Last Saturday marked exactly one year that I’ve owned my own home. Living on my own has given me the freedom and space I didn’t have while living with my parents. It’s given me something to call my own, and something to be proud of. It’s also given me headaches, stress, and a thinner wallet.
Leave room in your budget
Budgeting played a big role in shopping for my first home. I expected the expenses like utilities and groceries would vary month to month, but was pretty sure my mortgage payment would always stay the same. I was surprised after 6 months to receive a letter from my mortgage company notifying me my mortgage payment would be going up. Not only is my mortgage paid from my escrow account but also my taxes and insurance. Something I never thought about was if property taxes or homeowners insurance went up, so did my mortgage payment! Needless to say, I had to rearrange my budget a bit.
I knew it was important put money aside in case anything went wrong with the house, but wasn’t sure how much to expect. Admittedly, I was probably a bit naive about the cost of repairs that would unexpectedly pop up. After the first year of living in my home, I’ve dealt with a flooded basement, a leaky roof, and countless other small issues. I learned quickly that the $150 dollars I was putting into an emergency fund month by month would cover a plumber to work in the basement for about an hour and a half… another revision to the budget.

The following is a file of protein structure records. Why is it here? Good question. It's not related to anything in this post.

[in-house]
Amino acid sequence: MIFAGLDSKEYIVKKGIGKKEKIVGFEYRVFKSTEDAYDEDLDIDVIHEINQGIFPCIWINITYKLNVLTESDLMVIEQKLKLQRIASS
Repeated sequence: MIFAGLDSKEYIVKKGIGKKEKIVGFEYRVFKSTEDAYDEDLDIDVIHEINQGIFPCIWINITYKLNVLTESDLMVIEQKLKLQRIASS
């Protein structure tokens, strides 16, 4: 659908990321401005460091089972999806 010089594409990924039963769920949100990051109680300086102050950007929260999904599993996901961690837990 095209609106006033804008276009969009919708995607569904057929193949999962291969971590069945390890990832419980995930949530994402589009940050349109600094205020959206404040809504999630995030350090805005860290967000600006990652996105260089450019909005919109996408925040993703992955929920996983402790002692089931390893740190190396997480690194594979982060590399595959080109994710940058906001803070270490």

Estimate the time of your project, then double it
Being handy and doing things yourself can save you tons of money. Now I may be overly ambitious, or just flat out bad at estimating the timespan of a project, but it seems every project I take on ends up taking longer than expected. Something small like replacing a dented piece of drywall seems like it should only take a few hours. Three days later, after 2 extra trips to Home Depot and getting drywall mud on my favorite tshirt, I’m making dinner and staring at this project that’s still unfinished. This leads to something else I’ve learned over the past year.
Your everyday chores/tasks take up a lot of time
Before I bought my own home I lived with my parents. Mom or Dad always made dinner and did the grocery shopping. I helped around the house, doing simple chores like taking out the trash and mowing the lawn, which weren’t very time consuming on their own. Something I learned very quickly after owning my own house was everyday tasks take up a large chunk of time. Getting home from work at 5:30, going grocery shopping, cooking dinner, cleaning up, and cutting the grass will use up most the spare time in the evening, with no time to finish the stupid drywall project I started a week ago.
Owning a home is gratifying
Although it’s expensive, and sometimes stressful, owning your own home is extremely satisfying. Being able to have friends and family over to show off the projects you’ve completed is great, and gives you a sense of pride and accomplishment that’s incomparable. Homeownership has definitely had its ups and downs, but so far has been an awesome experience. I’m looking forward to the years to come, and all the knowledge that will come along with them.